One of the scariest things that John McCain goes around saying, is that "we could have won the Vietnam War". At the very minimum he shows that he hasn't reflected on this question very deeply.
Here is an exact quote of what he has said, on more than one occasion:
" In 1998, he spoke on the 30th anniversary of the Tet Offensive. "Like a lot of Vietnam veterans, I believed and still believe that the war was winnable," he said. "I do not believe that it was winnable at an acceptable cost in the short or probably even the long term using the strategy of attrition which we employed there to such tragic results. I do believe that had we taken the war to the North and made full, consistent use of air power in the North, we ultimately would have prevailed."
And at a speech on Iraq at the Council on Foreign Relations on Nov. 5, 2003 he said," "We lost in Vietnam because we lost the will to fight, because we did not understand the nature of the war we were fighting, and because we limited the tools at our disposal."
It is here that John McCain stands history on its head. As Joe Conason notes at Salon in his own article entiltled, What John McCain didn't learn in Vietnam, :
" Very few military historians agree with McCain's bitter analysis, which suggests that a ground invasion and an even more destructive bombing campaign, with an unimaginable cost in human life, would have achieved an American victory." and " More than 58,000 Americans were killed in action between 1965 and 1973. More than a million and a half Vietnamese died during that same period, including hundreds of thousands killed by American bombs like those dropped by McCain during the mission that led to his capture, imprisonment and torture. Prosecution of the war diminished American prestige, as did our eventual defeat -- and the price paid by our armed forces and the returning veterans is still painful to recall. The economic cost of the war, calculated in current dollars, may have been as high as $1.7 trillion. "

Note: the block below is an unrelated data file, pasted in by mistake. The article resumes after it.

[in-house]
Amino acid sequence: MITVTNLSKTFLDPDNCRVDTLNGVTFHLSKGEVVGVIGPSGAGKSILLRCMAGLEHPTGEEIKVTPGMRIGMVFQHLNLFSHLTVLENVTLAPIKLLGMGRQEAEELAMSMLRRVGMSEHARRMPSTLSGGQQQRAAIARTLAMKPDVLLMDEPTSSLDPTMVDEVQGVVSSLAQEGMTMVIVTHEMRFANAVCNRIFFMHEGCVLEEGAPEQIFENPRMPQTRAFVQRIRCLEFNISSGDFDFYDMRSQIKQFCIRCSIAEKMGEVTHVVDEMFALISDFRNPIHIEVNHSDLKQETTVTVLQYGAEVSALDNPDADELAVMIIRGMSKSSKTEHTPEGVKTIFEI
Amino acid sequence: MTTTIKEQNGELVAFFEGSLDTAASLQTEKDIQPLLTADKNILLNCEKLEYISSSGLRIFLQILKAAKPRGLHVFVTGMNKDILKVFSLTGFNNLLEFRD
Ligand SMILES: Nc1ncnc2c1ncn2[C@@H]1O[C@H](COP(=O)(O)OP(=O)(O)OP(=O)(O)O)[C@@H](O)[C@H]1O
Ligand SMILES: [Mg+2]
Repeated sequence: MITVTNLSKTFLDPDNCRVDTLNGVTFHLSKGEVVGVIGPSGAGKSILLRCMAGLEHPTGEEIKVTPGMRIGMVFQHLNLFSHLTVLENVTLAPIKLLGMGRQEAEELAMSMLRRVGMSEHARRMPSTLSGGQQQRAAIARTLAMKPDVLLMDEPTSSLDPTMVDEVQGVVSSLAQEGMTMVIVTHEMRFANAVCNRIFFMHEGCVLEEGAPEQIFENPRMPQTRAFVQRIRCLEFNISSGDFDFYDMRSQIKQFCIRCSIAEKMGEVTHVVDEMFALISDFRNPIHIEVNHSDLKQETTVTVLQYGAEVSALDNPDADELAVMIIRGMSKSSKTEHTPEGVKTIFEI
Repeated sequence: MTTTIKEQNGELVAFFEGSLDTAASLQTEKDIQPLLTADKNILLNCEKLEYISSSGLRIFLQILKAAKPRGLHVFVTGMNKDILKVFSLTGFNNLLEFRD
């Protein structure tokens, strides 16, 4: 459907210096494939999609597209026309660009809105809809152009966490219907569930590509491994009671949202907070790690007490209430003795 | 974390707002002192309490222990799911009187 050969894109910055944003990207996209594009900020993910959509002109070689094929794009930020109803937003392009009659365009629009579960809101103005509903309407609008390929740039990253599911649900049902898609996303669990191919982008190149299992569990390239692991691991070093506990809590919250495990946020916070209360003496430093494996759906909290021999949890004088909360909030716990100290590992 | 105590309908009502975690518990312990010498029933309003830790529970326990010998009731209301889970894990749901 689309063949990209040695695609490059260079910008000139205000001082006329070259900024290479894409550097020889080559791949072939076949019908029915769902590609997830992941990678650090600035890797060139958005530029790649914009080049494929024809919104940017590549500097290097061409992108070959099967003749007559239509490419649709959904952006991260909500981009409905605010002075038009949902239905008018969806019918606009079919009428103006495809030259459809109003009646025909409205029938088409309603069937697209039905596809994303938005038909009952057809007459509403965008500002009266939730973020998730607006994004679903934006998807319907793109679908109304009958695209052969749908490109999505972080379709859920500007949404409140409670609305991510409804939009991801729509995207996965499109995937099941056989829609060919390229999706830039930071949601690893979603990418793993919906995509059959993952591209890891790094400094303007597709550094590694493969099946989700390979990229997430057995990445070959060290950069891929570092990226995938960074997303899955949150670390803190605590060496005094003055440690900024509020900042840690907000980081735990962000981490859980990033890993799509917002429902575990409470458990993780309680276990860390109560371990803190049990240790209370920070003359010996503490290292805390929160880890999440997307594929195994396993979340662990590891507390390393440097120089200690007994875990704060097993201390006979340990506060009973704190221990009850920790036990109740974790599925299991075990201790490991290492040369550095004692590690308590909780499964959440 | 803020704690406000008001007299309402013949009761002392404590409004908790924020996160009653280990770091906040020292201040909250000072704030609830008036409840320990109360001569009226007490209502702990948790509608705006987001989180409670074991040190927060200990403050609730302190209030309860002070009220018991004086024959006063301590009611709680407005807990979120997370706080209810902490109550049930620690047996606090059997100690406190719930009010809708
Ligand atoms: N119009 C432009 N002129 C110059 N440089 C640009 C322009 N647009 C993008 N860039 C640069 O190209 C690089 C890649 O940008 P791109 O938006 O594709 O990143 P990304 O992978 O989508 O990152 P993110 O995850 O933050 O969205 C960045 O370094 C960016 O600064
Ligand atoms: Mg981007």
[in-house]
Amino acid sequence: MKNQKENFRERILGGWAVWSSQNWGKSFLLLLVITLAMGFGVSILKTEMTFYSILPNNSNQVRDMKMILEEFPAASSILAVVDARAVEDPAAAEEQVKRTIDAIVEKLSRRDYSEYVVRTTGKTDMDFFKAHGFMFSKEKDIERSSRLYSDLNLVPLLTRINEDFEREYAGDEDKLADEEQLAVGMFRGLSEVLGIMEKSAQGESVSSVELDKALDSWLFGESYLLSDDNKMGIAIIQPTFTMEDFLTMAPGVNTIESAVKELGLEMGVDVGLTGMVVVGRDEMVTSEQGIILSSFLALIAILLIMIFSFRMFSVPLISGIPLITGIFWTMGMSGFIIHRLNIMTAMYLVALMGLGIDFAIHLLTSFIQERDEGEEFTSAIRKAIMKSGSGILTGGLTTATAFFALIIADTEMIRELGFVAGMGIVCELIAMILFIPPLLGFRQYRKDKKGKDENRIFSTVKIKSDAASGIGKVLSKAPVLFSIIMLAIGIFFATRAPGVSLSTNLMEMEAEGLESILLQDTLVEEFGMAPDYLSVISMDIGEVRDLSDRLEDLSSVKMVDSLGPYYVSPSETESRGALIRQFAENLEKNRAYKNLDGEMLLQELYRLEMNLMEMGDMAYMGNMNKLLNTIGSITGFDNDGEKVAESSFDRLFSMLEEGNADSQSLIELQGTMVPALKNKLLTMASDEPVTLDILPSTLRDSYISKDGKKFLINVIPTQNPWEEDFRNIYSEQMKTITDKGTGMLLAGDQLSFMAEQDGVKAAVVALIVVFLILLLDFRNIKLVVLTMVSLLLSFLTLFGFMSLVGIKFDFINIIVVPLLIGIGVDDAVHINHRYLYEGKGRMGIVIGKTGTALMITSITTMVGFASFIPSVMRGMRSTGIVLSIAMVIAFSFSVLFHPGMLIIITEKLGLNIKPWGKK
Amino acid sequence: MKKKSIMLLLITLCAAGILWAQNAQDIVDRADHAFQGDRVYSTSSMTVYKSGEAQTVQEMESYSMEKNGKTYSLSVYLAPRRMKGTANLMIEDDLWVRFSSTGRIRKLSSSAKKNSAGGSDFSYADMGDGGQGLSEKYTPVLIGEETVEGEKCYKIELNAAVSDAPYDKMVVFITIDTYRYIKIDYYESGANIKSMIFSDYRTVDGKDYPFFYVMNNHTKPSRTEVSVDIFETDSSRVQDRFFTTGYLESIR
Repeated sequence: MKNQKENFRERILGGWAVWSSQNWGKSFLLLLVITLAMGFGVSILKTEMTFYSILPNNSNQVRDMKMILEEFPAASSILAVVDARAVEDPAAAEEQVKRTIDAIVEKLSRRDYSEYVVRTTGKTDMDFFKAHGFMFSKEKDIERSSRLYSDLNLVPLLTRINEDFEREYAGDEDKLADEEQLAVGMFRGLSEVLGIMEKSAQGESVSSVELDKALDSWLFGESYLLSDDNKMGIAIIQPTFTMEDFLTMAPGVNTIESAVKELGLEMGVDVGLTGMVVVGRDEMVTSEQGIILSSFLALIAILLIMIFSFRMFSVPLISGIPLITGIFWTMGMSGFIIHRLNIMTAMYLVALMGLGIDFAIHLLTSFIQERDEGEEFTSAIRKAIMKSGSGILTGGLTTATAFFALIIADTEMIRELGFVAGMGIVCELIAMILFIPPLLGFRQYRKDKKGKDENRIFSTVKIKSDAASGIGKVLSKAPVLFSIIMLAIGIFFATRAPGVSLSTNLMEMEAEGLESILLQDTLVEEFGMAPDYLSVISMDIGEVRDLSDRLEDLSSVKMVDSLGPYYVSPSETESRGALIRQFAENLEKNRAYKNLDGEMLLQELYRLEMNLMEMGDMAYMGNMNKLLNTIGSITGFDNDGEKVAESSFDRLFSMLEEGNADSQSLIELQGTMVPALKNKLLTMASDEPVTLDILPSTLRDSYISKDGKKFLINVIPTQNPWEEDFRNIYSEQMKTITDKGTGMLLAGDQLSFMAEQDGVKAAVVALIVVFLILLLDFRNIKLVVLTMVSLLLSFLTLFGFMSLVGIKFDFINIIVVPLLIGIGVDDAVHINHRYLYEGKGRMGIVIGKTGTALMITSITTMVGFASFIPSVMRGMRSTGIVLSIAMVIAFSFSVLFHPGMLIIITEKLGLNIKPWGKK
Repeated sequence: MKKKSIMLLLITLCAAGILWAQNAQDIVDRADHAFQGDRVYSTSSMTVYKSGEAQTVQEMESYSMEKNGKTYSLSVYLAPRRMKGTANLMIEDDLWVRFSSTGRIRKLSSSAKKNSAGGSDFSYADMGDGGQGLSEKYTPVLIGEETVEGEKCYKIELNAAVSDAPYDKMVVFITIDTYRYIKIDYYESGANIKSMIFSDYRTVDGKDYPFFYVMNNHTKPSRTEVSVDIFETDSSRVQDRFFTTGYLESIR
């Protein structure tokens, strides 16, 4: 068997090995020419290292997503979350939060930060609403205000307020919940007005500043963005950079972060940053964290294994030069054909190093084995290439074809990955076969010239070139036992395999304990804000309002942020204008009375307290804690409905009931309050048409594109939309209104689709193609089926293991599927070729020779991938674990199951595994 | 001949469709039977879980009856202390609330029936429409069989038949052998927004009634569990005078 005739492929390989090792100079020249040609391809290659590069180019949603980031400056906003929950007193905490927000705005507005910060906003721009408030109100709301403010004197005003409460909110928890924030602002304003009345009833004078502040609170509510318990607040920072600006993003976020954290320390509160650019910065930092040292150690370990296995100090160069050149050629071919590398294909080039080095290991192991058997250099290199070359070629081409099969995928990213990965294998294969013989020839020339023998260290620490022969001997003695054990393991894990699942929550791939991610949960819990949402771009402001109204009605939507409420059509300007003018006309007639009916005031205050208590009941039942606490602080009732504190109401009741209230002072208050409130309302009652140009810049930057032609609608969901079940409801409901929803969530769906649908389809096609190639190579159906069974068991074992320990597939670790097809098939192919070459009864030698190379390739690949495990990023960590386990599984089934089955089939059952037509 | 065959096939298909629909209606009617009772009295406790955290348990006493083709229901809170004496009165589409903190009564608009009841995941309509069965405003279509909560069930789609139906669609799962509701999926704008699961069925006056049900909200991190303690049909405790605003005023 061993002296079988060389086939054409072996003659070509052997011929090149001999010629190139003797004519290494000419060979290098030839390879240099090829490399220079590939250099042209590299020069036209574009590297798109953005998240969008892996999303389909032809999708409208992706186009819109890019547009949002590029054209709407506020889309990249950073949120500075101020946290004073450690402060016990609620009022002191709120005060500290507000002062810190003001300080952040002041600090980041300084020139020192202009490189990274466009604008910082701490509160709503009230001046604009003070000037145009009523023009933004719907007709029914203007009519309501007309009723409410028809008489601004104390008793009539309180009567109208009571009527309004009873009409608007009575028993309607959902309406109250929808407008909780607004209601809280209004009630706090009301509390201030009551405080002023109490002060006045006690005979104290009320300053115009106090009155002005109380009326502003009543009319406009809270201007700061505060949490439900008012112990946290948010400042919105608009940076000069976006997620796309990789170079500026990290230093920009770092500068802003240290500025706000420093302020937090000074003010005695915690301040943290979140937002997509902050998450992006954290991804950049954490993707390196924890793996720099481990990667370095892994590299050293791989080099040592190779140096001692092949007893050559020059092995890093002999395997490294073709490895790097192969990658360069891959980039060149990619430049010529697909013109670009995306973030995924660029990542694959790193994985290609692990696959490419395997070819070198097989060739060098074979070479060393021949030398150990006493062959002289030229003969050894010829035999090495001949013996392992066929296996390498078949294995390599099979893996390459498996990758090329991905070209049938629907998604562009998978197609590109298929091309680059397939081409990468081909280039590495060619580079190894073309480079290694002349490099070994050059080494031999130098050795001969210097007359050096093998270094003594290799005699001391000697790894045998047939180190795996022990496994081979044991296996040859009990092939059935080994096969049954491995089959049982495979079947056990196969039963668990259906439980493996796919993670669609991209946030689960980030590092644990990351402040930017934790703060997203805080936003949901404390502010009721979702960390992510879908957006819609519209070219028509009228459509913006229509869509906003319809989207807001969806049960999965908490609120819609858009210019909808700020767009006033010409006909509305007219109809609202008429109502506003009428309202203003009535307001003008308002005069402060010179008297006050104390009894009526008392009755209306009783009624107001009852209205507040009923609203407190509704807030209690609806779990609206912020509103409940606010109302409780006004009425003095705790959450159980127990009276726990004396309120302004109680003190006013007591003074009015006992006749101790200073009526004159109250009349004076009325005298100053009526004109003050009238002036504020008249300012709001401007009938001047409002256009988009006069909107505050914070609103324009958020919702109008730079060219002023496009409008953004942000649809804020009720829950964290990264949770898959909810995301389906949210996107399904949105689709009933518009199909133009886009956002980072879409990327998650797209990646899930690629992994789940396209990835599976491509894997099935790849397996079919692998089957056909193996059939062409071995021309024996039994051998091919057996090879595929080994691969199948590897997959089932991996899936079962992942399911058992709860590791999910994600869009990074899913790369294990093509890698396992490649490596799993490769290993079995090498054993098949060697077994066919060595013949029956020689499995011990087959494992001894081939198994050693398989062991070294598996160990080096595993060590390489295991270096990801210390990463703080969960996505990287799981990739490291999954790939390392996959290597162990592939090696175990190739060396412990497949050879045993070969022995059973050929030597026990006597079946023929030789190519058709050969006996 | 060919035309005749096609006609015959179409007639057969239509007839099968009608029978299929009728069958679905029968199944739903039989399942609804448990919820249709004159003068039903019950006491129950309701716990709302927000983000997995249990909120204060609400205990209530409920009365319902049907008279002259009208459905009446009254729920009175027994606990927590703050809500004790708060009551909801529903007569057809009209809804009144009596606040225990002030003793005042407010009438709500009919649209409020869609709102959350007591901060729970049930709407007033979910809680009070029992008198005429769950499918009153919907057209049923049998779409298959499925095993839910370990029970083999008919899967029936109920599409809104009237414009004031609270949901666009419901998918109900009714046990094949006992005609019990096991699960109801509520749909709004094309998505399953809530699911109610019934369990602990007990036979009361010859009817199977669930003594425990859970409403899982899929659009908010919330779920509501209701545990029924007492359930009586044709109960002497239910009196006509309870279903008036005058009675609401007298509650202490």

At this point I would add that U.S forces also suffered " 303,635 WIA wounded in action,(including 153,303 who required hospitalization and 150,332 who didn't)".
And that by mid 1968 there was no consensus for pursuing the war further.
At that time Gen. Westmoreland wanted an additional 200,000 troops as an increase to the some 500,000 U.S. armed personnel already in Vietnam.
At the time say, we did try to launch an invasion of North Vietnam, that is suppose Westmoreland got his additional 200,000 troops, and a land & sea invasion of North Vietnam begins. (Taking the war to the North as McCain mentions.)
Even if this was done, in 1968 or 1969, it has to be remembered that Maoist China was supplying aid to North Vietnam. Suppose U.S. forces are able to grab part of North Vietnam, and then Communist China oks say a million 'Volunteer' cadres to cross into North Vietnam and help the NVA.
A lot of the NVA could have retreated further westward into the jungles of northern Laos. So then you would have had a guerilla war of attrition in the North also, with the added burden of fighting Chinese army volunteers, which is what happened in late 1950 in the Korean War.